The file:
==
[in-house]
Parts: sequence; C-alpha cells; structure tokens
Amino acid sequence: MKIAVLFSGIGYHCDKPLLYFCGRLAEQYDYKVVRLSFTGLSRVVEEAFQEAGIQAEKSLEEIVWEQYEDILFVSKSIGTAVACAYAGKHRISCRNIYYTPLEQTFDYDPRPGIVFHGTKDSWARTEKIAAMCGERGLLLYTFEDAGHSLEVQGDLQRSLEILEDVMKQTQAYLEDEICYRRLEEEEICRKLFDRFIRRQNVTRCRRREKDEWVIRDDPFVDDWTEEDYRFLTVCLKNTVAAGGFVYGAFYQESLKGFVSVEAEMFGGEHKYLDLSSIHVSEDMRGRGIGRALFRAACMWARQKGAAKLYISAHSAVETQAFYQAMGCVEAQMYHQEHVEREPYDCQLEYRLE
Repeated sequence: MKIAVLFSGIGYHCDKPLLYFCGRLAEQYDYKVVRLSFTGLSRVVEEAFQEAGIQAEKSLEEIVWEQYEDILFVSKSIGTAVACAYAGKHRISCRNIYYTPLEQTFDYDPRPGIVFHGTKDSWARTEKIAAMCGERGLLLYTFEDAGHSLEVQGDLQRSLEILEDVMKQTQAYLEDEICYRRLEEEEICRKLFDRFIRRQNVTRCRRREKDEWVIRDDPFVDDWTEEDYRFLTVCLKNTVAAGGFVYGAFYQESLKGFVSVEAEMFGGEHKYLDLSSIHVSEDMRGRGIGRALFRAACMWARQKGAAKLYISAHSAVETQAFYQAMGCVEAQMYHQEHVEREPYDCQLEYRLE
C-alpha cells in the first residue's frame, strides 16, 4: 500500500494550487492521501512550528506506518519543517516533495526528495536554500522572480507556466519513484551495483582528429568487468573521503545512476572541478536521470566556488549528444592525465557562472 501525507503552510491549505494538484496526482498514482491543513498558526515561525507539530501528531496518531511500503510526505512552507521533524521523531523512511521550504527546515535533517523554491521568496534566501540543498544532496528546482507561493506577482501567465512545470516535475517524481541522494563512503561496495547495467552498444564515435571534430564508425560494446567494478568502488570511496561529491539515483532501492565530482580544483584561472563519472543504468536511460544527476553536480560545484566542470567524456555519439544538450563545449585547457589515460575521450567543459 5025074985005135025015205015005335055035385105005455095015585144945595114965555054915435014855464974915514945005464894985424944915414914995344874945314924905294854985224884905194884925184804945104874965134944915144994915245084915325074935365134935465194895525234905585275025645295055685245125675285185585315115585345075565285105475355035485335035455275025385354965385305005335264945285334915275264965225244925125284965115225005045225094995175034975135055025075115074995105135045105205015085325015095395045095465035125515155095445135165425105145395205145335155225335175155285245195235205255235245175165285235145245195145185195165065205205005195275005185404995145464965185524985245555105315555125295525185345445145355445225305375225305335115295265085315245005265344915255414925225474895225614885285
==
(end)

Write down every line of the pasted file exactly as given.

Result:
[in-house]
Parts: sequence; C-alpha cells; structure tokens
Amino acid sequence: MKIAVLFSGIGYHCDKPLLYFCGRLAEQYDYKVVRLSFTGLSRVVEEAFQEAGIQAEKSLEEIVWEQYEDILFVSKSIGTAVACAYAGKHRISCRNIYYTPLEQTFDYDPRPGIVFHGTKDSWARTEKIAAMCGERGLLLYTFEDAGHSLEVQGDLQRSLEILEDVMKQTQAYLEDEICYRRLEEEEICRKLFDRFIRRQNVTRCRRREKDEWVIRDDPFVDDWTEEDYRFLTVCLKNTVAAGGFVYGAFYQESLKGFVSVEAEMFGGEHKYLDLSSIHVSEDMRGRGIGRALFRAACMWARQKGAAKLYISAHSAVETQAFYQAMGCVEAQMYHQEHVEREPYDCQLEYRLE
Repeated sequence: MKIAVLFSGIGYHCDKPLLYFCGRLAEQYDYKVVRLSFTGLSRVVEEAFQEAGIQAEKSLEEIVWEQYEDILFVSKSIGTAVACAYAGKHRISCRNIYYTPLEQTFDYDPRPGIVFHGTKDSWARTEKIAAMCGERGLLLYTFEDAGHSLEVQGDLQRSLEILEDVMKQTQAYLEDEICYRRLEEEEICRKLFDRFIRRQNVTRCRRREKDEWVIRDDPFVDDWTEEDYRFLTVCLKNTVAAGGFVYGAFYQESLKGFVSVEAEMFGGEHKYLDLSSIHVSEDMRGRGIGRALFRAACMWARQKGAAKLYISAHSAVETQAFYQAMGCVEAQMYHQEHVEREPYDCQLEYRLE
C-alpha cells in the first residue's frame, strides 16, 4: 500500500494550487492521501512550528506506518519543517516533495526528495536554500522572480507556466519513484551495483582528429568487468573521503545512476572541478536521470566556488549528444592525465557562472 501525507503552510491549505494538484496526482498514482491543513498558526515561525507539530501528531496518531511500503510526505512552507521533524521523531523512511521550504527546515535533517523554491521568496534566501540543498544532496528546482507561493506577482501567465512545470516535475517524481541522494563512503561496495547495467552498444564515435571534430564508425560494446567494478568502488570511496561529491539515483532501492565530482580544483584561472563519472543504468536511460544527476553536480560545484566542470567524456555519439544538450563545449585547457589515460575521450567543459 5025074985005135025015205015005335055035385105005455095015585144945595114965555054915435014855464974915514945005464894985424944915414914995344874945314924905294854985224884905194884925184804945104874965134944915144994915245084915325074935365134935465194895525234905585275025645295055685245125675285185585315115585345075565285105475355035485335035455275025385354965385305005335264945285334915275264965225244925125284965115225005045225094995175034975135055025075115074995105135045105205015085325015095395045095465035125515155095445135165425105145395205145335155225335175155285245195235205255235245175165285235145245195145185195165065205205005195275005185404995145464965185524985245555105315555125295525185345445145355445225305375225305335115295265085315245005265344915255414925225474895225614885285